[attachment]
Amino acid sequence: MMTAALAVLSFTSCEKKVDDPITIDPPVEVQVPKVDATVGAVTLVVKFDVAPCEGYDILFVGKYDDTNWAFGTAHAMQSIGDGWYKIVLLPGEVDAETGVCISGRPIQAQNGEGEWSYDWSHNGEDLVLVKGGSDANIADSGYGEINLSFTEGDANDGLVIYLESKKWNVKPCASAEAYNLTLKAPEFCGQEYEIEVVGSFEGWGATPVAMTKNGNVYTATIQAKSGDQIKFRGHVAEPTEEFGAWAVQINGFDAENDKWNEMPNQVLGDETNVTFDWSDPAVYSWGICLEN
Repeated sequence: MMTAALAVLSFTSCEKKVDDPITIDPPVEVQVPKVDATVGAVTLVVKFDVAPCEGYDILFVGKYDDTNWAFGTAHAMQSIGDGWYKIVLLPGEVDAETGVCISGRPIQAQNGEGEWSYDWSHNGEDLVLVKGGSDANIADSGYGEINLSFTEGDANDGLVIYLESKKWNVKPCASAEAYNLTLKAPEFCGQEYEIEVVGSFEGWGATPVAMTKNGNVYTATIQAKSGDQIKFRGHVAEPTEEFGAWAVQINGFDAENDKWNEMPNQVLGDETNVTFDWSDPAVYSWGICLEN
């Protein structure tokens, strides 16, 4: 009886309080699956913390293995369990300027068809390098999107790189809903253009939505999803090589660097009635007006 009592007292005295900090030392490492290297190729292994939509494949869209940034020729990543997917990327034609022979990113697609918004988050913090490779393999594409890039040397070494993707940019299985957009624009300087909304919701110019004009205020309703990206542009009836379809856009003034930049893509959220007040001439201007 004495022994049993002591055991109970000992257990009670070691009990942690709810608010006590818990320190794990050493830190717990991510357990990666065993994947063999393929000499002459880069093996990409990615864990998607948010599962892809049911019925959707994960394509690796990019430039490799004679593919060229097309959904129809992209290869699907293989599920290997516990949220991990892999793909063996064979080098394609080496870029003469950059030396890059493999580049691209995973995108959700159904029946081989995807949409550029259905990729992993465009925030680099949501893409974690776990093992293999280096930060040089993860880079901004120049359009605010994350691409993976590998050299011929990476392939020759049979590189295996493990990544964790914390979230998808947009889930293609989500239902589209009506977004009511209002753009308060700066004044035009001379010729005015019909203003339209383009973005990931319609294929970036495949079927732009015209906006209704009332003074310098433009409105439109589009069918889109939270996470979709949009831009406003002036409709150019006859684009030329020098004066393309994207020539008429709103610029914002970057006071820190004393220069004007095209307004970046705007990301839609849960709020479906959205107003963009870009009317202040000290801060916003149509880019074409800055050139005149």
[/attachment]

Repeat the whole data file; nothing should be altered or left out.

Amino acid sequence: MMTAALAVLSFTSCEKKVDDPITIDPPVEVQVPKVDATVGAVTLVVKFDVAPCEGYDILFVGKYDDTNWAFGTAHAMQSIGDGWYKIVLLPGEVDAETGVCISGRPIQAQNGEGEWSYDWSHNGEDLVLVKGGSDANIADSGYGEINLSFTEGDANDGLVIYLESKKWNVKPCASAEAYNLTLKAPEFCGQEYEIEVVGSFEGWGATPVAMTKNGNVYTATIQAKSGDQIKFRGHVAEPTEEFGAWAVQINGFDAENDKWNEMPNQVLGDETNVTFDWSDPAVYSWGICLEN
Repeated sequence: MMTAALAVLSFTSCEKKVDDPITIDPPVEVQVPKVDATVGAVTLVVKFDVAPCEGYDILFVGKYDDTNWAFGTAHAMQSIGDGWYKIVLLPGEVDAETGVCISGRPIQAQNGEGEWSYDWSHNGEDLVLVKGGSDANIADSGYGEINLSFTEGDANDGLVIYLESKKWNVKPCASAEAYNLTLKAPEFCGQEYEIEVVGSFEGWGATPVAMTKNGNVYTATIQAKSGDQIKFRGHVAEPTEEFGAWAVQINGFDAENDKWNEMPNQVLGDETNVTFDWSDPAVYSWGICLEN
């Protein structure tokens, strides 16, 4: 009886309080699956913390293995369990300027068809390098999107790189809903253009939505999803090589660097009635007006 009592007292005295900090030392490492290297190729292994939509494949869209940034020729990543997917990327034609022979990113697609918004988050913090490779393999594409890039040397070494993707940019299985957009624009300087909304919701110019004009205020309703990206542009009836379809856009003034930049893509959220007040001439201007 004495022994049993002591055991109970000992257990009670070691009990942690709810608010006590818990320190794990050493830190717990991510357990990666065993994947063999393929000499002459880069093996990409990615864990998607948010599962892809049911019925959707994960394509690796990019430039490799004679593919060229097309959904129809992209290869699907293989599920290997516990949220991990892999793909063996064979080098394609080496870029003469950059030396890059493999580049691209995973995108959700159904029946081989995807949409550029259905990729992993465009925030680099949501893409974690776990093992293999280096930060040089993860880079901004120049359009605010994350691409993976590998050299011929990476392939020759049979590189295996493990990544964790914390979230998808947009889930293609989500239902589209009506977004009511209002753009308060700066004044035009001379010729005015019909203003339209383009973005990931319609294929970036495949079927732009015209906006209704009332003074310098433009409105439109589009069918889109939270996470979709949009831009406003002036409709150019006859684009030329020098004066393309994207020539008429709103610029914002970057006071820190004393220069004007095209307004970046705007990301839609849960709020479906959205107003963009870009009317202040000290801060916003149509880019074409800055050139005149």